Commercial Property or Warehouse For Rent in Johannesburg – Are They the Answer To Your Factory Renting Problem?
Leasing is a major part of the commercial real estate market activity at the moment and for the immediate 24 months. This is due to the opportunity of lower rental and better premises for existing businesses. Some businesses are handling the economic pressures in this market just fine. These businesses are the ones that you want to be closely working with as they seek to relocate to better premises.
The high value you bring to landlords in this market is your ability to tap into a significant data base resource of tenants. Every day you should be tapping into your database and adding more businesses to it. Those agents that are doing this at the moment are the ones that are earning the good commissions.
Tapping into Tenants Needs
When working with or for prospective tenants to find them new space to occupy, it is useful to compare buildings in a logical and material way. Some agents choose to specialise in leasing commercial space and comparing buildings is undertaken as a standard part of the professional services provided.
It is useful if you create a checklist for the process of property comparison. An excel spreadsheet is ideal for the purpose. The quality of your checklist will test and support your skill in judging property functionality for the tenant in both tangible and intangible ways. Ordinary agents and brokers do this in only a superficial way and with little attention to the process or to detail.
Your Point of Property Difference?
So this process can be a distinct part of your commercial property leasing services and if done in conjunction with the tenant, will show your complete understanding of what the tenant needs. Compiled in a correct way it can build tenant confidence in your services and strengthen future ties or repeat business. So let’s now look at what you can put in your ‘Property Comparison Matrix’.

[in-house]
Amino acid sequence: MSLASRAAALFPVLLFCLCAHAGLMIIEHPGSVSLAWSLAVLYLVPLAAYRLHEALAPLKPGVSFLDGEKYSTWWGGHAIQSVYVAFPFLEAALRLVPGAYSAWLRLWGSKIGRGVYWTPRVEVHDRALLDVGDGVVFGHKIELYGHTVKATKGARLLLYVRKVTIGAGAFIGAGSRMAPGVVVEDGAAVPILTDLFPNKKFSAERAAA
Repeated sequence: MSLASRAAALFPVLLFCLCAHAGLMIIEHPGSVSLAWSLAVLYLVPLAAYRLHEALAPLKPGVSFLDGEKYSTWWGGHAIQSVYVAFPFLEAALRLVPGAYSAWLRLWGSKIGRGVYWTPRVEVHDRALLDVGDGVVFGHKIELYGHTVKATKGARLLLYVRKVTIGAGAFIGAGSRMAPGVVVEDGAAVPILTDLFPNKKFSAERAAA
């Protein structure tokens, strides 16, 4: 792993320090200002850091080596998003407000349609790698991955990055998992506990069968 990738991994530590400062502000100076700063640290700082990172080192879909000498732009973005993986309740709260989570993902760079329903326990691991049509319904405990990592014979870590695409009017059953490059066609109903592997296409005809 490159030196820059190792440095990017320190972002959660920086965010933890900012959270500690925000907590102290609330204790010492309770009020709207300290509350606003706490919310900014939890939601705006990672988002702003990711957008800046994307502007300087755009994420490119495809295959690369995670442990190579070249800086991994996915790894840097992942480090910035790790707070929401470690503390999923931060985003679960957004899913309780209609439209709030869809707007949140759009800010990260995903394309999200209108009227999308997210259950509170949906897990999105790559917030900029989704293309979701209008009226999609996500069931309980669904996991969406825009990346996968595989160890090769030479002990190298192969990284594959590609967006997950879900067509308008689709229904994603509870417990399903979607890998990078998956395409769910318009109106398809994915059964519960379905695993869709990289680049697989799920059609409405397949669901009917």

The comparisons are to be made property to property. The data is entered into the columns of a spreadsheet. These headings below should be the columns of your spreadsheet.
- Rent: this is the rent required to be paid in the first year of the lease. How does it compare to the market and other properties around?
- Rent review profile: this is the escalation profile of rental over the term of the lease. Rent reviews are to be done in different ways and you need to know how they may impact the landlord or the tenant (it does depend on who you are acting for as to your interpretation)
- Incentives available: this is the type of incentive that can be given in the lease deal and its relevance to the tenant at the start of the lease. Is it in the form of a rent reduction, rent free period, fitout fund, or provided established existing fitout? There are advantages and disadvantages to be assessed in each case.
- Term of lease: the term of the lease that the tenant can achieve in the property is important and will be a fundamental factor for them to consider. How flexible is the landlord in giving the tenant a longer occupancy if required?
- Option available: some tenants need an option to occupy the space for an extended time. If this can be provided by the landlord it will be a selling point for the new lease. Care must be exercised in how the rent will be set in the new lease term of the option.
- Lease deposit: this is the amount of deposit required by the landlord for the premises. The amount of money is usually one month’s rent paid in advance.
- Rental guarantee: this is the type of guarantee required by the landlord as part of lease acceptance. It is common for guarantees to be either cash, directors or personal guarantees or bank guarantees. The amount sought by the landlord will vary.
- Moving or relocation costs: every property will present differences in moving costs. This can be due to the distances involved in the relocation and or the physical attributes of the property to which they locate.
- Floor coverings, wall treatments, and window treatments: all of these are both cosmetic and functional for the new occupancy. The quality of these should be a commercial standard. Some landlords may choose to take the cheaper option with the cheaper products which will deteriorate quickly during the term of the lease. Commercial grade materials are desirable at all times. This should also be enforced on the tenant when they consider their individual fit out construction.